Arris Group, Inc. v. C-Cation Technologies, LLC, Case IPR2015-00635 (May 1, 2015) (Paper 10)
Res judicata does not apply to bar a patent owner from reasserting an issue/”defense” (e.g., § 315(b) one-year time bar) that the patent owner previously asserted unsuccessfully in the context of prior IPR proceedings involving the same petitioner and patent where the claims challenged in the IPR petition at issue were not part of the prior IPR proceedings and the petition at issue is based on different grounds (because the subsequent IPR would not satisfy the third prong of the res judicata test – “the second claim is based on the same set of transactional facts as the first.”)
The Board might grant discovery of relevant indemnification agreements in connection with a patent owner’s argument that a petition is barred under § 315(b) due to privity.
Summary (Informative) :
Petitioner Arris Group, Inc. (“Arris”) filed an IPR petition challenging claims 1, 3, and 4 of U.S. Patent No. 5,563,883 (“the ’883 Patent”). Patent Owner argued that the petition should be denied as time barred under § 315(b) because Patent Owner had filed a complaint alleging infringement of the ’883 Patent against third party Comcast more than a year before the petition was filed and Arris and Comcast were in privity. In attempt to gather support for its privity argument, Patent Owner requested discovery of certain indemnification agreements between Arris and Comcast.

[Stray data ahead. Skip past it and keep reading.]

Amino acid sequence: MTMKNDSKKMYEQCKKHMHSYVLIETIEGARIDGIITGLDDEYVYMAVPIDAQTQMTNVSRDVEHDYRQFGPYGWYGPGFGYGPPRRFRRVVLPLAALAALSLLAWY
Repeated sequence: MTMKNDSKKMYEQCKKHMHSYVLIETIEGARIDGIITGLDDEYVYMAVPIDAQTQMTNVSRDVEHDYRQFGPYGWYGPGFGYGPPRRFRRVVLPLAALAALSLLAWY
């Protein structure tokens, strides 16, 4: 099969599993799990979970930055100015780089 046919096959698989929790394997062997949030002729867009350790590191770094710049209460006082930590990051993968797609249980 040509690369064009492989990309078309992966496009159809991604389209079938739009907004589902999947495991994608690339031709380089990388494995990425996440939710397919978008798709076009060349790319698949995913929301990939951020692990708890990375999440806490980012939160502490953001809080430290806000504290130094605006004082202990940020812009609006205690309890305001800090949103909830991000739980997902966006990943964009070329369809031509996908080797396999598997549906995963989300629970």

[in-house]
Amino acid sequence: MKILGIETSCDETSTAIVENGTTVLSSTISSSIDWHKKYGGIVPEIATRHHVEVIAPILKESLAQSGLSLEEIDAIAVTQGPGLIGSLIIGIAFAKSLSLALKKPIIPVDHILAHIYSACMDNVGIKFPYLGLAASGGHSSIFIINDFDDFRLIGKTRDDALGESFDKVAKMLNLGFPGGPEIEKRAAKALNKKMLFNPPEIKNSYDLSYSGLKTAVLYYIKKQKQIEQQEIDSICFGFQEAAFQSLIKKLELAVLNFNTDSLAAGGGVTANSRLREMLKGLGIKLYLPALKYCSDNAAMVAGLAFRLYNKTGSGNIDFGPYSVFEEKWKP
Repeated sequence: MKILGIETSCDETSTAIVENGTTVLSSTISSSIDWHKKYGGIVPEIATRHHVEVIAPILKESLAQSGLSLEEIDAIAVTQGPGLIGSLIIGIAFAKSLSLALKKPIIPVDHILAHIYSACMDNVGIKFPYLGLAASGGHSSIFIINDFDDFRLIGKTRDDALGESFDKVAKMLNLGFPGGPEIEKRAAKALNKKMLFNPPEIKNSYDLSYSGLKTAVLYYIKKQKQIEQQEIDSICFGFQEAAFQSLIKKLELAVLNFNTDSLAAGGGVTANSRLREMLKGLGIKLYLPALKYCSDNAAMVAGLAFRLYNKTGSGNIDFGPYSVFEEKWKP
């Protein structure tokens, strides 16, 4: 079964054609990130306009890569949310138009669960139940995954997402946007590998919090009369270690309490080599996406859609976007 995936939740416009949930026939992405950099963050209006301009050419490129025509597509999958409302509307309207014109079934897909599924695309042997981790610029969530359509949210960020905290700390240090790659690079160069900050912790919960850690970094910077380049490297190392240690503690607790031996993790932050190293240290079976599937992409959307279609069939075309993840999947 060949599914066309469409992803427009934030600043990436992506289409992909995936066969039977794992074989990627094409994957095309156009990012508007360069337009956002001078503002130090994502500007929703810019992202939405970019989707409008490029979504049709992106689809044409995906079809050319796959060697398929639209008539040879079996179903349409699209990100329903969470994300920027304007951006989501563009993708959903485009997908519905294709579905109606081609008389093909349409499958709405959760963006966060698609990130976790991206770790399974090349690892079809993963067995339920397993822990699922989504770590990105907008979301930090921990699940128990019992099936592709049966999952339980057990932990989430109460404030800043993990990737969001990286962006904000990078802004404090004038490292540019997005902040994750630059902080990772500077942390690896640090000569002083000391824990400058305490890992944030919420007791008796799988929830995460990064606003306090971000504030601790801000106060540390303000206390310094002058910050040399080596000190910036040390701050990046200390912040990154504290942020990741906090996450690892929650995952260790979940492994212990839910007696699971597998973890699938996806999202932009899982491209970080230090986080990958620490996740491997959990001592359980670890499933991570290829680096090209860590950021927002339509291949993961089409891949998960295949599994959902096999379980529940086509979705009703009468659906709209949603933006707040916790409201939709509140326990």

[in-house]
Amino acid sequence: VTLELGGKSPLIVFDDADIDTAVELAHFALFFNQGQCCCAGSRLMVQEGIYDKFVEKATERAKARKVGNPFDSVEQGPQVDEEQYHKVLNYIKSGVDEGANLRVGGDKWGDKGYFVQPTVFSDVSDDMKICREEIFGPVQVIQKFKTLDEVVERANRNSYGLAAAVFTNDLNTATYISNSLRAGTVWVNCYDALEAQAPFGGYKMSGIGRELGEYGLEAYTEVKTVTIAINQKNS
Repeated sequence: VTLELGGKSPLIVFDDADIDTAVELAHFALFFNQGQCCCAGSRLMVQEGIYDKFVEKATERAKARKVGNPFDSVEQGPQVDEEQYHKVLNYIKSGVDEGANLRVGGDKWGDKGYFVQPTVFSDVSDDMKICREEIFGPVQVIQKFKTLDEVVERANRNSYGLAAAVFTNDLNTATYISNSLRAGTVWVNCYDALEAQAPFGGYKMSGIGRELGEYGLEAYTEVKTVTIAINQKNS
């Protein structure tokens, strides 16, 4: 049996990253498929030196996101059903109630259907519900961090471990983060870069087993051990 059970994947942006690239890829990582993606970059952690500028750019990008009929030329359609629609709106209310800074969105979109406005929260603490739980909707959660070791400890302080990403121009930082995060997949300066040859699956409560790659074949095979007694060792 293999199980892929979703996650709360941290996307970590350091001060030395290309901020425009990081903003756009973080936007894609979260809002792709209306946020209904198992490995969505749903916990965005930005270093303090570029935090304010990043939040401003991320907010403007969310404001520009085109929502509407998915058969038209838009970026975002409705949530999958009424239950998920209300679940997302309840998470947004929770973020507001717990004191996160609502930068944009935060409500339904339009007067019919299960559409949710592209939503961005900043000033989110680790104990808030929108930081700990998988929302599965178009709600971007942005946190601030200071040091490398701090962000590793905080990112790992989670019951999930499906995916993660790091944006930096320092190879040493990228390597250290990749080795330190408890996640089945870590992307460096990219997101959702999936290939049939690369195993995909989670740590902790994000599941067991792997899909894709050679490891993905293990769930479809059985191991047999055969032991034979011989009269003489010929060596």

In response, Arris argued that 37 C.F.R. § 42.73(a) and res judicata (claim preclusion) barred Patent Owner from raising the issue, because Patent Owner had already unsuccessfully sought to defeat a previous IPR petition filed by Arris against the ’883 Patent on the same grounds (§ 315(b) bar based on privity with Comcast). The Board determined in that case that the evidence as presented was insufficient to establish privity between Arris and Comcast.
The Board held that 37 C.F.R. § 42.73(a) did not bar Patent Owner from reasserting the issue in the context of this IPR, because § 42.73(a) relates to the effect of a judgment in the particular proceedings in which the judgment was rendered but does not apply to other proceedings.
The Board also held that res judicata (claim preclusion) did not bar Patent Owner from reasserting the issue, because the claims challenged in the petition at issue were not part of the prior IPR proceedings. Although the prior petition challenged claims 1, 3, and 4, as well as claim 14, the Board in that case instituted IPR proceedings only on claim 14 (which IPR proceedings ended after Patent Owner requested adverse judgment). The Board concluded that because the claims challenged in the petition at issue were not part of the prior IPR proceedings the third prong of the res judicata test – “the second claim is based on the same set of transactional facts as the first” – was not satisfied and, thus, res judicata did not apply.
Based on these conclusions, and its finding that the requested discovery was “necessary in the interest of justice,” the Board granted Patent Owner’s request for production of the indemnification agreements.